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How Ontario’s “No Crash, No Cash” Law Affects Public Transit Lawsuits


When taking public transit in Ontario, there are many different ways in which you could suffer a physical injury. One is in an accident involving a collision, but there are other possibilities, as well – such as if the vehicle comes to a sudden stop and you fall to the floor. Under changes to the Ontario Insurance Act that occurred in 2011, a victim would be eligible for accident benefits in the first example, but not the second. This is nicknamed the “No Crash, No Cash,” law, and it could decide whether or not you have access to insurance coverage after a public transit incident. 

What Is the No Crash, No Cash Law in Ontario?

Prior to 2011, most injuries that arose while a passenger was on a public bus, the Metrolink, OmniTrans or another form of public transit in Ontario would be covered by insurance. Every motor vehicle driver in Ontario must carry liability insurance policies known as statutory accident benefits or no-fault benefits. If an individual who does not have this type of insurance gets injured in an accident involving a public transit vehicle, he or she has the right to claim these insurance benefits through the transit authority’s motor vehicle insurance policy.

A change to the Ontario Insurance Act on May 10, 2011, made it so that certain injuries are no longer covered. Specifically, Section 268(1.1) of the Insurance Act was altered to block access to accident benefits for riders on public transit vehicles who sustain injuries in any type of incident where the transit vehicle did not collide with another vehicle or object. This limitation applies to both coverage through the transit authority’s insurance and the victim’s own insurance.

The result of the changes became known as the No Crash, No Cash rule since the public transit vehicle has to crash or collide with something for accident benefits to become available. Unfortunately, this can leave victims with injuries caused by incidents that don’t involve collisions on public transit without a means of financial compensation.

How Does This Law Affect Your Rights After a Public Transit Injury?

If you sustain an injury in a public transit accident in Ontario, the No Crash, No Cash rule will typically bar you from filing an insurance claim unless you were injured in a collision, such as a bus crashing into a motor vehicle or fixed object. You generally cannot receive insurance accident benefits to pay for your medical bills, lost wages and other losses associated with the incident if it was caused by anything other than a collision. This includes:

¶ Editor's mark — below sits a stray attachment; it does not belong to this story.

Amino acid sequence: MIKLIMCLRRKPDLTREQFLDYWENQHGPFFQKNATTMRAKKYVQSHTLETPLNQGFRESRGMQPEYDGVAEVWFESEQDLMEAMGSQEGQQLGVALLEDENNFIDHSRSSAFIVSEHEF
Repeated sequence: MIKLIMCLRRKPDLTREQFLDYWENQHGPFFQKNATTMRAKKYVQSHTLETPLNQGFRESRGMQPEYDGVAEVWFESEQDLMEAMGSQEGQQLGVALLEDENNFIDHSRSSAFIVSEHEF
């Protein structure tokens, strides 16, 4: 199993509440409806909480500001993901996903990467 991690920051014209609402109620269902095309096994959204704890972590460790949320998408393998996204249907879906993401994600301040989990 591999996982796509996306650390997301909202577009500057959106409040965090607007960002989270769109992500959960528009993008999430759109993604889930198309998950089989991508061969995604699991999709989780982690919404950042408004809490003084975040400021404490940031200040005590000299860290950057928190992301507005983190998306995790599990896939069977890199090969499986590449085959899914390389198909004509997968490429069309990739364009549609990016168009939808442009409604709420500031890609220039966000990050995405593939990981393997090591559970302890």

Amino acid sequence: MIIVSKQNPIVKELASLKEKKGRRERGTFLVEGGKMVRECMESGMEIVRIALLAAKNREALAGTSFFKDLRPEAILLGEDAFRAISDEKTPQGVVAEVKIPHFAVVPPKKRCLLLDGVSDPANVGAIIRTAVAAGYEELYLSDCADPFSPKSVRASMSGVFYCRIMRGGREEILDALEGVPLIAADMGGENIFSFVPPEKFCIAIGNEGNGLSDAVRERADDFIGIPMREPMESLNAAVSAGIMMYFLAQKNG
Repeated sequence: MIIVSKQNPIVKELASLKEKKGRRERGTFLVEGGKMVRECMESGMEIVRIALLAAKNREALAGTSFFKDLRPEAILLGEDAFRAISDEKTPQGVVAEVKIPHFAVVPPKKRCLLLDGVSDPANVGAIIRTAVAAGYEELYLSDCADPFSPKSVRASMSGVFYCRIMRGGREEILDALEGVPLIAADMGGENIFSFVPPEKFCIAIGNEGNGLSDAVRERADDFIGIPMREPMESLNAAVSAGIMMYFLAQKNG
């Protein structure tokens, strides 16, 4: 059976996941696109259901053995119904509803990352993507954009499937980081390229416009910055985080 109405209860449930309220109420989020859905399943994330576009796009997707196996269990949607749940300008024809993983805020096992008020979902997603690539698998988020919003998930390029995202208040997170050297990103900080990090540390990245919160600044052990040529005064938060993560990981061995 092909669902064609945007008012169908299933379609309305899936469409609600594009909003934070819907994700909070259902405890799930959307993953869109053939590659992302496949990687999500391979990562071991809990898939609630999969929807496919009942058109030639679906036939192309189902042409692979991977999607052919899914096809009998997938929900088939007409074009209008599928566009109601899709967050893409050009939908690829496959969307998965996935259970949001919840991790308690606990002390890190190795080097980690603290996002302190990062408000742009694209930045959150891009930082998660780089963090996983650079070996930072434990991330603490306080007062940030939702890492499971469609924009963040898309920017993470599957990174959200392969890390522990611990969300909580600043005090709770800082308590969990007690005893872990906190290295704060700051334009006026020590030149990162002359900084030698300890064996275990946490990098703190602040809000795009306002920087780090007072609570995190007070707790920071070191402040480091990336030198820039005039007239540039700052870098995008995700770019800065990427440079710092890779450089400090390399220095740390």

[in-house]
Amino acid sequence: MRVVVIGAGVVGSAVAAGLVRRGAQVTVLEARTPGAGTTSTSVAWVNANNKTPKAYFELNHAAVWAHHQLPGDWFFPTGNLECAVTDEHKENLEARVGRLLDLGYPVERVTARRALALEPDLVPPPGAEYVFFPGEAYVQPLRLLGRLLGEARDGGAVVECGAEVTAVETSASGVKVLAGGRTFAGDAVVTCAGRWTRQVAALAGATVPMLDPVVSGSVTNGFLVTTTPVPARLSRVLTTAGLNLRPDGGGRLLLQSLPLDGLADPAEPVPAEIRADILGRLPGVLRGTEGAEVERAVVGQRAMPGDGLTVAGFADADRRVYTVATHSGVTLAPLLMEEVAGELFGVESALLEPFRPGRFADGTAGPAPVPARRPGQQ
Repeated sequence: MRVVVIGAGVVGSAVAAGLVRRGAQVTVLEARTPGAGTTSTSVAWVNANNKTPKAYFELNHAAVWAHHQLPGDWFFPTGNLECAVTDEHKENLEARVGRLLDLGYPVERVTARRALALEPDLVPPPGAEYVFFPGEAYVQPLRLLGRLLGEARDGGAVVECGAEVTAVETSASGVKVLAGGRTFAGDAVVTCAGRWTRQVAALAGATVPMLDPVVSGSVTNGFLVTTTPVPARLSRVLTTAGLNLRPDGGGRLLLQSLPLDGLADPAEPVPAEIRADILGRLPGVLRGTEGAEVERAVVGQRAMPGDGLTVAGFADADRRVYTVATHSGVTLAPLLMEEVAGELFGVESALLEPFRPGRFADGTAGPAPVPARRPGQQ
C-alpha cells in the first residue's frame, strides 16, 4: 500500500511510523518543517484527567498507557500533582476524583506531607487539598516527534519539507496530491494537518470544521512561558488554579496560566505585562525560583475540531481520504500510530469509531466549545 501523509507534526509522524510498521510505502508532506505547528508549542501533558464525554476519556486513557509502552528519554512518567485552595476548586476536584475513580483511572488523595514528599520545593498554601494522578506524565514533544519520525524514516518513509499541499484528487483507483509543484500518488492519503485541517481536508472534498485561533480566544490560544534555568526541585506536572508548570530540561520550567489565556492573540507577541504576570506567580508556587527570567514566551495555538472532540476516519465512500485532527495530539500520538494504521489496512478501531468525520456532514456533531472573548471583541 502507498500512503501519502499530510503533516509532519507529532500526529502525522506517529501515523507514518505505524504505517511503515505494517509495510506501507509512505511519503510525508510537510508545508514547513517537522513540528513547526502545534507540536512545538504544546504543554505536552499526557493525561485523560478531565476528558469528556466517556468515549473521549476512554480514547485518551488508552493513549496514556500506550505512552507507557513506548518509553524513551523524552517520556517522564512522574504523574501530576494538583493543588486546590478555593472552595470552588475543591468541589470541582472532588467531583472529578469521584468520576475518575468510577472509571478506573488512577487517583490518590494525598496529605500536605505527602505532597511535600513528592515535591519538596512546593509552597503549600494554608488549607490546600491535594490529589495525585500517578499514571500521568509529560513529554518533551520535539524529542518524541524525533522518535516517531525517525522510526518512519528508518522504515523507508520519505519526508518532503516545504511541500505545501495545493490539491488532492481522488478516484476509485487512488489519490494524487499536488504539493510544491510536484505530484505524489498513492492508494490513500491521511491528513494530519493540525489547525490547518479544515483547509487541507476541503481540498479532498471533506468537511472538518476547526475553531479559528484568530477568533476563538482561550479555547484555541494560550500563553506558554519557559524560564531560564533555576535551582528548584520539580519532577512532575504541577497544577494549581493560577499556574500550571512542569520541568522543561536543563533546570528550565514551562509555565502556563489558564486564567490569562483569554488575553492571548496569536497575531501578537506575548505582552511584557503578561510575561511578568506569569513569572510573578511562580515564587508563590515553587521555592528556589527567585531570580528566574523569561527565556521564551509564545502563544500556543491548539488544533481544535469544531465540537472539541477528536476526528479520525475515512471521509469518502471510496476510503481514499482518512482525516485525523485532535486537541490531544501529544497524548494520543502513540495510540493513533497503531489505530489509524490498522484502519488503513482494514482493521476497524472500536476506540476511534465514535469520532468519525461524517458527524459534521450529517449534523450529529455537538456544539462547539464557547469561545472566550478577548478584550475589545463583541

• The bus coming to an abrupt stop or making a sharp turn.
  • A slip or trip and fall accident.
  • A laceration due to broken or exposed metal on the bus.
  • Items falling out of an overhead storage compartment.
  • A vehicle door closing on a victim.
  • A criminal assault or attack onboard a public transit vehicle.

If your injuries were caused by a public transit collision, however, you will still be eligible for accident benefits. Depending on the circumstances of the accident, you may have to file a claim with your own insurance company under Ontario’s no-fault law. You do not have to deal with a tort claim or lengthy lawsuit to receive payment for your injuries through your own insurance provider in this scenario. Furthermore, if you weren’t at fault for the public transit accident, you typically won’t have to pay a deductible on property repairs.

Are There Exceptions to the Rule?

Yes. If a victim suffers a serious injury or has a tort claim with merit, the victim may still be able to pursue accident insurance benefits. It is important to discuss your public transit incident with an injury lawyer in Ontario if you believe you have grounds for a claim. A lawyer can thoroughly investigate your case and let you know your options for financial recovery despite the No Crash, No Cash rule. For more information about an injury sustained on public transit in Ontario, contact SG Injury Law.